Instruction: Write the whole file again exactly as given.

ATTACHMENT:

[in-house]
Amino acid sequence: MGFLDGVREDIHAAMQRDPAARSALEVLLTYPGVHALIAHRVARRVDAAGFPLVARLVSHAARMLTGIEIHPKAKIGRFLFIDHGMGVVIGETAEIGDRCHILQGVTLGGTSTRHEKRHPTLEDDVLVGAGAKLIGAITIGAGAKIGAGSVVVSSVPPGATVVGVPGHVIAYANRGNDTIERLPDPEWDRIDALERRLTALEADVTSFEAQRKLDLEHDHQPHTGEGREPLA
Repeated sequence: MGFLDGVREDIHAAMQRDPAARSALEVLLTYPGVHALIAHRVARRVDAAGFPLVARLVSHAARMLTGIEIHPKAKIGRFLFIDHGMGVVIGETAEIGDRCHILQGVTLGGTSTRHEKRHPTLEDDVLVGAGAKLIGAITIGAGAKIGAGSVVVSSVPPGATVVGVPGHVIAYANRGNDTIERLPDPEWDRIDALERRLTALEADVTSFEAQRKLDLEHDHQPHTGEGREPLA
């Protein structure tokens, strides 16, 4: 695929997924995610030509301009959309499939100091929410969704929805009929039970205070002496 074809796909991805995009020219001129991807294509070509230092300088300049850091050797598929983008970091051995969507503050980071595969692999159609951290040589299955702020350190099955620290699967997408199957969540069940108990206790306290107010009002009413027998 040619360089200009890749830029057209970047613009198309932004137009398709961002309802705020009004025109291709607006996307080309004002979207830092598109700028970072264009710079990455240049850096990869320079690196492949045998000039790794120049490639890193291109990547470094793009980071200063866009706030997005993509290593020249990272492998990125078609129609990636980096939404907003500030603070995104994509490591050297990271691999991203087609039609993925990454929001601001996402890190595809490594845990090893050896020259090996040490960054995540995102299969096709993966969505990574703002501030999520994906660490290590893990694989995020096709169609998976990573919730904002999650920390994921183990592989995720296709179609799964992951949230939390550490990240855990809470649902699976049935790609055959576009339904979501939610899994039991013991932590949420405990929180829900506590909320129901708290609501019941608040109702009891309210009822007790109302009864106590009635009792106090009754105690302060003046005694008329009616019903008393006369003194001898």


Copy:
[in-house]
Amino acid sequence: MGFLDGVREDIHAAMQRDPAARSALEVLLTYPGVHALIAHRVARRVDAAGFPLVARLVSHAARMLTGIEIHPKAKIGRFLFIDHGMGVVIGETAEIGDRCHILQGVTLGGTSTRHEKRHPTLEDDVLVGAGAKLIGAITIGAGAKIGAGSVVVSSVPPGATVVGVPGHVIAYANRGNDTIERLPDPEWDRIDALERRLTALEADVTSFEAQRKLDLEHDHQPHTGEGREPLA
Repeated sequence: MGFLDGVREDIHAAMQRDPAARSALEVLLTYPGVHALIAHRVARRVDAAGFPLVARLVSHAARMLTGIEIHPKAKIGRFLFIDHGMGVVIGETAEIGDRCHILQGVTLGGTSTRHEKRHPTLEDDVLVGAGAKLIGAITIGAGAKIGAGSVVVSSVPPGATVVGVPGHVIAYANRGNDTIERLPDPEWDRIDALERRLTALEADVTSFEAQRKLDLEHDHQPHTGEGREPLA
């Protein structure tokens, strides 16, 4: 695929997924995610030509301009959309499939100091929410969704929805009929039970205070002496 074809796909991805995009020219001129991807294509070509230092300088300049850091050797598929983008970091051995969507503050980071595969692999159609951290040589299955702020350190099955620290699967997408199957969540069940108990206790306290107010009002009413027998 040619360089200009890749830029057209970047613009198309932004137009398709961002309802705020009004025109291709607006996307080309004002979207830092598109700028970072264009710079990455240049850096990869320079690196492949045998000039790794120049490639890193291109990547470094793009980071200063866009706030997005993509290593020249990272492998990125078609129609990636980096939404907003500030603070995104994509490591050297990271691999991203087609039609993925990454929001601001996402890190595809490594845990090893050896020259090996040490960054995540995102299969096709993966969505990574703002501030999520994906660490290590893990694989995020096709169609998976990573919730904002999650920390994921183990592989995720296709179609799964992951949230939390550490990240855990809470649902699976049935790609055959576009339904979501939610899994039991013991932590949420405990929180829900506590909320129901708290609501019941608040109702009891309210009822007790109302009864106590009635009792106090009754105690302060003046005694008329009616019903008393006369003194001898």